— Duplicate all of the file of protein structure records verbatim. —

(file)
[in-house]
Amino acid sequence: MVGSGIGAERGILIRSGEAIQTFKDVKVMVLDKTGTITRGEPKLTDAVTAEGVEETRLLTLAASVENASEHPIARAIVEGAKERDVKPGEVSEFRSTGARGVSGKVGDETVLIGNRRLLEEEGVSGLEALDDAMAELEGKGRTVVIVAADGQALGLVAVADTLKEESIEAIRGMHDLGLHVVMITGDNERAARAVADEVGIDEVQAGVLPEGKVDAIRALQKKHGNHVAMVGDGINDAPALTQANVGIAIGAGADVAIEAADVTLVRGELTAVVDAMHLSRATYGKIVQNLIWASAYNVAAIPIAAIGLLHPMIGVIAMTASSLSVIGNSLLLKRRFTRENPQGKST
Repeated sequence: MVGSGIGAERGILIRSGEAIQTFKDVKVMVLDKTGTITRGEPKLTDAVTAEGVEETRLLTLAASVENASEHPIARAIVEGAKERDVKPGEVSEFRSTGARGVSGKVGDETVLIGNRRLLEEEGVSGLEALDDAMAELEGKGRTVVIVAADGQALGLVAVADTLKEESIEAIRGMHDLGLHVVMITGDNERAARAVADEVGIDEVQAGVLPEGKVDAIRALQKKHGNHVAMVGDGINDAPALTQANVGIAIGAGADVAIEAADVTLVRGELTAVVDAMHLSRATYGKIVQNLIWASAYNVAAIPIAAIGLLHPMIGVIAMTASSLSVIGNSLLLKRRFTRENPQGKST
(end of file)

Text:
[in-house]
Amino acid sequence: MVGSGIGAERGILIRSGEAIQTFKDVKVMVLDKTGTITRGEPKLTDAVTAEGVEETRLLTLAASVENASEHPIARAIVEGAKERDVKPGEVSEFRSTGARGVSGKVGDETVLIGNRRLLEEEGVSGLEALDDAMAELEGKGRTVVIVAADGQALGLVAVADTLKEESIEAIRGMHDLGLHVVMITGDNERAARAVADEVGIDEVQAGVLPEGKVDAIRALQKKHGNHVAMVGDGINDAPALTQANVGIAIGAGADVAIEAADVTLVRGELTAVVDAMHLSRATYGKIVQNLIWASAYNVAAIPIAAIGLLHPMIGVIAMTASSLSVIGNSLLLKRRFTRENPQGKST
Repeated sequence: MVGSGIGAERGILIRSGEAIQTFKDVKVMVLDKTGTITRGEPKLTDAVTAEGVEETRLLTLAASVENASEHPIARAIVEGAKERDVKPGEVSEFRSTGARGVSGKVGDETVLIGNRRLLEEEGVSGLEALDDAMAELEGKGRTVVIVAADGQALGLVAVADTLKEESIEAIRGMHDLGLHVVMITGDNERAARAVADEVGIDEVQAGVLPEGKVDAIRALQKKHGNHVAMVGDGINDAPALTQANVGIAIGAGADVAIEAADVTLVRGELTAVVDAMHLSRATYGKIVQNLIWASAYNVAAIPIAAIGLLHPMIGVIAMTASSLSVIGNSLLLKRRFTRENPQGKST